What if Willpower Matters Little in the Long-Term for Weight? provoked quite a discussion in the comments and led me to consider my own beliefs about the role of willpower in both weight loss and weight maintenance for the long-term after losing weight.
What got me thinking about the role of willpower is our collective belief that one must exert their will over their desire for food in order to overcome the strong desire to eat, often what amounts to too much food.
We're repeatedly told that we suffer mindless eating habits, a toxic food environment, and a host of other influences which lead us to overeat; all of which can be overcome if we simply set our minds to choosing foods wisely, strictly rationing our intake with portion control methods, and sticking to recommended intakes of each food group to target particular ratios of calories from carbohydrates, proteins and fats.
When doing these things fails to produce long-term weight management, the individual is often the target of blame - they failed by failing to follow the recommendations. They failed to have adequate willpower to continue as directed. They failed to restrict calories sufficiently enough for the long-term to maintain weight effectively.
Rather than challenge the concept - consciously restricting food intake - we instead accept that such is normal and focus on the failure as an execution problem by the individual, often stated many different ways, but always boiling down to calories in exceeding calories out if the individual could only get it right then all would be well.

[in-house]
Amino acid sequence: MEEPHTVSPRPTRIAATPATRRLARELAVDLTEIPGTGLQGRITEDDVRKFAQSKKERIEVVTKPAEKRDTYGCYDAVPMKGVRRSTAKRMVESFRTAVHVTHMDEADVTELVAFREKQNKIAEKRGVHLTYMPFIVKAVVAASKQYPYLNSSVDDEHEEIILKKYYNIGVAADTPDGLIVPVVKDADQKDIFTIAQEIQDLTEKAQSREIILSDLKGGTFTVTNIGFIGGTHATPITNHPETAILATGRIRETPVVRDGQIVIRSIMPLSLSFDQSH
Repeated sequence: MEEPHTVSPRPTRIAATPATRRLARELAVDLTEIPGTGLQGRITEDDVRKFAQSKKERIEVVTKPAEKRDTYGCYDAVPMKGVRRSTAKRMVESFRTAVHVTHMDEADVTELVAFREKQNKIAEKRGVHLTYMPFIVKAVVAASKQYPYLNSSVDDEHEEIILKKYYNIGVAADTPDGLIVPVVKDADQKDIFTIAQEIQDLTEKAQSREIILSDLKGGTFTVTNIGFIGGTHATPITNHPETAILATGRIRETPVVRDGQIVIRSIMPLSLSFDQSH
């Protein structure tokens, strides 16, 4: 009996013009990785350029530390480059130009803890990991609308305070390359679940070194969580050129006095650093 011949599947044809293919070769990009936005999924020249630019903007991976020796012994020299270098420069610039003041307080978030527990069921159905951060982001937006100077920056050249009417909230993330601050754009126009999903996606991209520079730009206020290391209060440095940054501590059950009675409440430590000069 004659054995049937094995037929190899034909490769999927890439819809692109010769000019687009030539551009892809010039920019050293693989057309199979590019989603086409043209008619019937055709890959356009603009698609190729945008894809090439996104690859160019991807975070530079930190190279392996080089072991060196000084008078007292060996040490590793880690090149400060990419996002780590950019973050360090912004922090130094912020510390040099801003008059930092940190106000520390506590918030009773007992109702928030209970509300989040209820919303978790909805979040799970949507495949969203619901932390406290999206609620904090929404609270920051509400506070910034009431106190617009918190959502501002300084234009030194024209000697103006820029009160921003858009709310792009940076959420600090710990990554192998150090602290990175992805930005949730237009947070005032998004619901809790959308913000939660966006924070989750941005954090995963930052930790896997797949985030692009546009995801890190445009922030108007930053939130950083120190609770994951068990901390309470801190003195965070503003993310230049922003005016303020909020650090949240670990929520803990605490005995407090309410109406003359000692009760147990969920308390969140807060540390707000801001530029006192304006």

This makes weight loss and management a math problem.
In order to lose and maintain weight one must then be good at math in order to be able to constantly be vigilant in counting their calories in each day to keep consumption within target outputs.
So, maybe it isn't willpower, but poor math skills leading to long-term failure to maintain weight loss?
No, I don't really believe that...but, it does open the door to consider the idea that weight isn't simply a math problem that is easily solved by changing inputs and outputs of numbers; that in the long-term exerting will to restrict calories over desire to eat is not really all there is to successful weight management.
If weight is not a math problem, then what is the problem?
If we look at the issue differently - set aside the idea that in the long-term one must exert willpower to maintain a calorie balance and seek to understand what truly drives our appetite, we find that weight is not a math problem, but a chemistry problem!
Weight is chemistry.
Chemistry thus influences obligate requirements for nutrients and energy, as well as our ability to exert our will over our desire.
Willpower then depends upon chemistry.
What does the data say about that concept? We'll take a look in upcoming posts - in the meantime, your comments and thoughts are welcome!